Strategy was a necessity for her when planning to release books penned by Black writers, especially Black women writers. “She knew she couldn’t just release a book by Gayl Jones and Bambara back to back,” Williams points out. “The literary world, the critics would pit the works against each other. She knew that and would plan releases months or years apart to give each work time to breathe.”
And if there was one thing Morrison had as both an editor and a writer, it was range. From fiction to nonfiction to anthologies, the books she edited and published went out into the world and forever changed it. Collections like Contemporary African Literature and her own The Black Book became bedrock texts for the Black studies field that began to emerge in the 1960s. She guided the works of other Black writers and tended to the soil that was needed to seed a movement. All the while, she was ascending to fame as a writer in her own right.
“We don’t really talk about this enough,” says Williams. “The fact that she was not focused on just her career. She had already published The Bluest Eye and Song of Solomon when she really began to gain traction as an editor. Instead of saying, ‘I am satisfied being the only one,’ she was very clear that she wanted to be in community with other Black writers who were doing incredible work.” She didn’t just contribute to a growing legacy of Black American literature — she helped steward and maintain a viable environment in which it could grow.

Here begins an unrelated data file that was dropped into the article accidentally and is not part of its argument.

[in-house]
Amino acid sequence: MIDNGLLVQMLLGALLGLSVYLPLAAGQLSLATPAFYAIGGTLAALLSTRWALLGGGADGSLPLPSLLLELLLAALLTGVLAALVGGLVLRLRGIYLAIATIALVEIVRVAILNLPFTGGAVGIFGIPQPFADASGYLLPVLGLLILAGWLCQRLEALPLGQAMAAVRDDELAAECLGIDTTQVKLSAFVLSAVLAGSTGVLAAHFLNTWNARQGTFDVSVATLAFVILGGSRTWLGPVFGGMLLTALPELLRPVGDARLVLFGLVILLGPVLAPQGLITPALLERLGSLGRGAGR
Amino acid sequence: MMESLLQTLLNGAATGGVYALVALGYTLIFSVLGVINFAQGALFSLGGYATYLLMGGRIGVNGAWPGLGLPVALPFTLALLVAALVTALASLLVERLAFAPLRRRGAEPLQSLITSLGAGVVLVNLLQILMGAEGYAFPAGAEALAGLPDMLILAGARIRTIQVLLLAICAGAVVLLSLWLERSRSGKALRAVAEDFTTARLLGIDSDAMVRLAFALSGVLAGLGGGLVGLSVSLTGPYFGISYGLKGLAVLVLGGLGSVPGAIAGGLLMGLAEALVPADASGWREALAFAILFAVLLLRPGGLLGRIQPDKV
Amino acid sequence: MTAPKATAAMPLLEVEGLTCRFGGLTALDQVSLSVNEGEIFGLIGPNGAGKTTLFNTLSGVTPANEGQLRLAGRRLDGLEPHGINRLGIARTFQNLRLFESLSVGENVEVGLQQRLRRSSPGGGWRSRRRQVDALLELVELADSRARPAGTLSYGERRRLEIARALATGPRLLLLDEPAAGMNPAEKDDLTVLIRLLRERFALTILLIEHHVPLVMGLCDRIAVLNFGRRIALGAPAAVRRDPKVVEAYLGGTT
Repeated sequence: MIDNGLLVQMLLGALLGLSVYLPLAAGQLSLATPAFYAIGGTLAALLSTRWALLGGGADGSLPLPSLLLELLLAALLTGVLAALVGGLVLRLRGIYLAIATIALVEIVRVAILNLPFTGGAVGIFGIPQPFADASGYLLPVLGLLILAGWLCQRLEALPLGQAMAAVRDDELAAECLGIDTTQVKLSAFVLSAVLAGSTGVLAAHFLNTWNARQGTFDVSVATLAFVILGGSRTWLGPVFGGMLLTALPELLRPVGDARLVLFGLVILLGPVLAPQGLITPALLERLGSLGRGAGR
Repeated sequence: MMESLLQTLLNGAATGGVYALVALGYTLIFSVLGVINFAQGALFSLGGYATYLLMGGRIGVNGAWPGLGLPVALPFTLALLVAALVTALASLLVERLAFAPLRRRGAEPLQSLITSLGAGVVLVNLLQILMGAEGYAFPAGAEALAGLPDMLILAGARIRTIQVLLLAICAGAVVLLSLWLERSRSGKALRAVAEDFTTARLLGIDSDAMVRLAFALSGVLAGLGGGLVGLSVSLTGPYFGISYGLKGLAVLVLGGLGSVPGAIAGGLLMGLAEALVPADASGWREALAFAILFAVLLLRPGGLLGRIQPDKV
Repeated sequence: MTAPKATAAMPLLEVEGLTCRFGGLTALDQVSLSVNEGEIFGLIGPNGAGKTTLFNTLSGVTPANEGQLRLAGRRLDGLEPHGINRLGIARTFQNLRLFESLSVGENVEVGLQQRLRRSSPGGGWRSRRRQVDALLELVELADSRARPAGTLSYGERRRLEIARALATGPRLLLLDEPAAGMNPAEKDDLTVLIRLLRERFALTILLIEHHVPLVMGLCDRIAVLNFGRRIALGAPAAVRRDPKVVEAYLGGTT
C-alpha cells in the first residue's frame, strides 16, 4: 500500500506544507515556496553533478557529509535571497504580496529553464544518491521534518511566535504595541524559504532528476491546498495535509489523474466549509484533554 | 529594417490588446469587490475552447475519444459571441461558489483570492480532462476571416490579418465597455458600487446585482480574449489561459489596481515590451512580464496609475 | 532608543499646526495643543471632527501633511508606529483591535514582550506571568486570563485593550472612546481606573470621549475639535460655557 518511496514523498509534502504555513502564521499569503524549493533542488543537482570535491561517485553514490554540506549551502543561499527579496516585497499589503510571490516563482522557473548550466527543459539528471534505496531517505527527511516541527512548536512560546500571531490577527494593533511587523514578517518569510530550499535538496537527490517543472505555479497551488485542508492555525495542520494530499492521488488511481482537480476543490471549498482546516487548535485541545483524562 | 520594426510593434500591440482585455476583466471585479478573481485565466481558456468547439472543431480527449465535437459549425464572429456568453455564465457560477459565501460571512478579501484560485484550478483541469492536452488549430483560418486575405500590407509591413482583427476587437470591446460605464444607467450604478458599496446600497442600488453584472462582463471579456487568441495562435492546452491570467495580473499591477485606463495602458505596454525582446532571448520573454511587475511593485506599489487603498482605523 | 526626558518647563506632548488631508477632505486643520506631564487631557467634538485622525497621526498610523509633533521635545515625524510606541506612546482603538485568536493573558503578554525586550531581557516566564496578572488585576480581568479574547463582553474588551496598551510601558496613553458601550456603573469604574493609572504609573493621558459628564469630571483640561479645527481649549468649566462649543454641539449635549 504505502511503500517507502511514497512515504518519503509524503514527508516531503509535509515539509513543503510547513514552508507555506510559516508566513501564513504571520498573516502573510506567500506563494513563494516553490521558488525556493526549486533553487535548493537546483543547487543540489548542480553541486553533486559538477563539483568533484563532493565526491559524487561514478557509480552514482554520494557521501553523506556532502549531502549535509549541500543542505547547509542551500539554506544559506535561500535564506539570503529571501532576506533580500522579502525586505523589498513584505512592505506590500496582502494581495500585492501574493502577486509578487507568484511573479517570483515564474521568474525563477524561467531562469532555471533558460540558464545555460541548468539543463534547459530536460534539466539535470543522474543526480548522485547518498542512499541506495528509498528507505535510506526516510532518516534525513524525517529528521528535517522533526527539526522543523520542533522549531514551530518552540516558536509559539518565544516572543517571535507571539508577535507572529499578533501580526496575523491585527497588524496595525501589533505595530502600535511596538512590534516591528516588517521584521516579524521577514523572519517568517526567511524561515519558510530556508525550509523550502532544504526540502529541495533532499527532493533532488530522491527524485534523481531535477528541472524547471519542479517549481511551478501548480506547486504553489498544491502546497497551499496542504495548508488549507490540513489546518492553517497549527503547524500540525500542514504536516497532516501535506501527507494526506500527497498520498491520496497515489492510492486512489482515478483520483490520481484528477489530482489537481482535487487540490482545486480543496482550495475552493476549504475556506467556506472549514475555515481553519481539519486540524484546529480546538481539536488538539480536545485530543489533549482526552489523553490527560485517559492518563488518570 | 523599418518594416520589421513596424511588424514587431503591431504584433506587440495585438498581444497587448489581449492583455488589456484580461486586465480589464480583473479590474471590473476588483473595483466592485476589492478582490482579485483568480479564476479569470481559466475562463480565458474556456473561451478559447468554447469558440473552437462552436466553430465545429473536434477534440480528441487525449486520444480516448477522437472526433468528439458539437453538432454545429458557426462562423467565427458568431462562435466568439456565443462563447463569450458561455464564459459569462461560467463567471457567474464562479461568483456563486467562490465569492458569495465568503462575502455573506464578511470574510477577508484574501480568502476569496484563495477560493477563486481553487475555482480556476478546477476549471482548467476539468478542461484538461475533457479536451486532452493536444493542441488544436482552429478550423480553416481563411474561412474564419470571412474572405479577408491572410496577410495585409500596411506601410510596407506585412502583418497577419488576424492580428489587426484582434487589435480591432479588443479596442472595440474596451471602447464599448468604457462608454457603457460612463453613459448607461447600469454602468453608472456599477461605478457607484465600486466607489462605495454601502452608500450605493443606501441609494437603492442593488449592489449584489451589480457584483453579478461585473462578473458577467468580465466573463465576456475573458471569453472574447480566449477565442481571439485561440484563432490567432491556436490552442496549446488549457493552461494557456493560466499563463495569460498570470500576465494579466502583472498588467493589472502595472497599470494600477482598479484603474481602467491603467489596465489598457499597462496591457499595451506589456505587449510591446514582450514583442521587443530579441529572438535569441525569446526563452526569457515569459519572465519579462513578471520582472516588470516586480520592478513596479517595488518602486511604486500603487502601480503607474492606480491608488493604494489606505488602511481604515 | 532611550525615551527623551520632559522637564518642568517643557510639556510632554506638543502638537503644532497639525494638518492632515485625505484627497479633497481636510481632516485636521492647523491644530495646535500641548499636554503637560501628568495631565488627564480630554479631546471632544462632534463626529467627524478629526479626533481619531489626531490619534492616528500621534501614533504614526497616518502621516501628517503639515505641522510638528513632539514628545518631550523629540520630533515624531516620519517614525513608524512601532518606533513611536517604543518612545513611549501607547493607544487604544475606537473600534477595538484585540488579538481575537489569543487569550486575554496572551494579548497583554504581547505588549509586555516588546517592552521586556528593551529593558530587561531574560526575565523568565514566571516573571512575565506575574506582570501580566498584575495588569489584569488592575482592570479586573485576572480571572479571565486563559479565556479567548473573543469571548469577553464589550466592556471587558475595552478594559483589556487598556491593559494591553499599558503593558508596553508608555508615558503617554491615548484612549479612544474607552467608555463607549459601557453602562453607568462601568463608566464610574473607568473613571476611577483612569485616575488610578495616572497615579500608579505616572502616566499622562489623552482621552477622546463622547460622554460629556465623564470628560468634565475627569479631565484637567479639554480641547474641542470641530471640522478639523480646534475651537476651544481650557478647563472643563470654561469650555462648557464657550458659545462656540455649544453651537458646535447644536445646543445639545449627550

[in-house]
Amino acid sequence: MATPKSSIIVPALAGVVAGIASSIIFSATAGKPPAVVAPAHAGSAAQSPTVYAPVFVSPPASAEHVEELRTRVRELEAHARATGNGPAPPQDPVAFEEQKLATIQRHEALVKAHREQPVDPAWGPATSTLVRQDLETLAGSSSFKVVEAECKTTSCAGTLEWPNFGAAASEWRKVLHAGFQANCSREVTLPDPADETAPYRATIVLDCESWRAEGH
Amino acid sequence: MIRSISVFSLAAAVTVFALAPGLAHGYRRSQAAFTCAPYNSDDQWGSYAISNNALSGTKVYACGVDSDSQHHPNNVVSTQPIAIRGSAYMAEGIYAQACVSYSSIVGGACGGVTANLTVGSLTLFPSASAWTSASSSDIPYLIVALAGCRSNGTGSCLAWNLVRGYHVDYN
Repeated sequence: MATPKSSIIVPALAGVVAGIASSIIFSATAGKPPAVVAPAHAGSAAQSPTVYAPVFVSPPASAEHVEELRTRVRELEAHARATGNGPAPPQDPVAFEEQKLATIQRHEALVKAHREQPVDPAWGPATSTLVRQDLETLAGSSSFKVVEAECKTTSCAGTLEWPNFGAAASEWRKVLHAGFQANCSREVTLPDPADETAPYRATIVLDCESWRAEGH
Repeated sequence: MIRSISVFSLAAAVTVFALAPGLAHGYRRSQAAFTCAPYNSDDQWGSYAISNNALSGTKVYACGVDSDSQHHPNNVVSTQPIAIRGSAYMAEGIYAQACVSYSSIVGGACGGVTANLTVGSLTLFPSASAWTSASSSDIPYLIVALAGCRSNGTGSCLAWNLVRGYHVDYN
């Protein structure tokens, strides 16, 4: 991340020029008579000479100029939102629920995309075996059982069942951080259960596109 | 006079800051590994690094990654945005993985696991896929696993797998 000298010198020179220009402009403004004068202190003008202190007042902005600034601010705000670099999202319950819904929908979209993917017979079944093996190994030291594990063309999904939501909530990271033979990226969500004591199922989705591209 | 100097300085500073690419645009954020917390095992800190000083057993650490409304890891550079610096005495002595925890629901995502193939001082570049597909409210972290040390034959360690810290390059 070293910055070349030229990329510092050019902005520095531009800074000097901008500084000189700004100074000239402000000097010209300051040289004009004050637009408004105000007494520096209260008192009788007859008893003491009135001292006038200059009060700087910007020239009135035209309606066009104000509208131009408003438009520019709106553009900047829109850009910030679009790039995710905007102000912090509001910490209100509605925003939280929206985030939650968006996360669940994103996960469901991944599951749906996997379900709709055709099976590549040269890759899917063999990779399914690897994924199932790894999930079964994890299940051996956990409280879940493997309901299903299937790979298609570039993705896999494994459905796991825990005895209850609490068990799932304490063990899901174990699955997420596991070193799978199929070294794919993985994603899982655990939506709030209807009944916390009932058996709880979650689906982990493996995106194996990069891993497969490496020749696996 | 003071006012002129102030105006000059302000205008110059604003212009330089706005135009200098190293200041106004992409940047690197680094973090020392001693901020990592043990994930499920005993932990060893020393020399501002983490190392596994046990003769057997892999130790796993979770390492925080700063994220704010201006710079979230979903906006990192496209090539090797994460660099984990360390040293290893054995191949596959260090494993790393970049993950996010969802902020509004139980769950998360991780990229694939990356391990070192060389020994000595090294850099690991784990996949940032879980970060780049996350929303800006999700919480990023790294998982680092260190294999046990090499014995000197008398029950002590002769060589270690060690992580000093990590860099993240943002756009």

In a 1980 lecture, Morrison talks about the Black writer and the role of the ancestor in Black life and literature. “The absence or presence of the ancestor determines the success of the protagonist,” Morrison says. “For the ancestor is not only wise, he or she values … racial memory over individual fulfillment.”
While she was not much older than the writers she worked with as an editor, Morrison most certainly fulfilled and continues to fill this essential role as an ancestor, as a memory keeper. She tenaciously carved out a space in an unyielding industry, lovingly tilled the soil, and helped build an ecosystem whose fruits are still being born today. She was a gardener of that “racial memory,” and through her pivotal time as an editor, she forever changed the landscape of publishing and our culture.
Tenderness and care are two words that sum up Morrison’s 19 years of transforming Random House and the publishing world. She was a force to be reckoned with, determined to break the orthodoxy of publishing tradition at any cost. Those who worked with her at Random knew it. “I’ve interviewed people who worked with her there,” says Williams. “They all say the same thing. They were in awe of her. She could not be bullied or intimidated. And she was determined to make a space for Black writers.”
With Toni at Random, Williams hopes to shine a brighter light not only on the books Morrison helped publish but the relationships she built and watered while at Random House. “We all know her quote, ‘If there’s a book that you want to read but it hasn’t been written yet, then you must write it,’” says Williams. “But in the case of her time at Random House, it really was ‘If there’s a book you want to read and someone else is writing, you help them write it.’ And you help them publish it. And that’s exactly what she did.”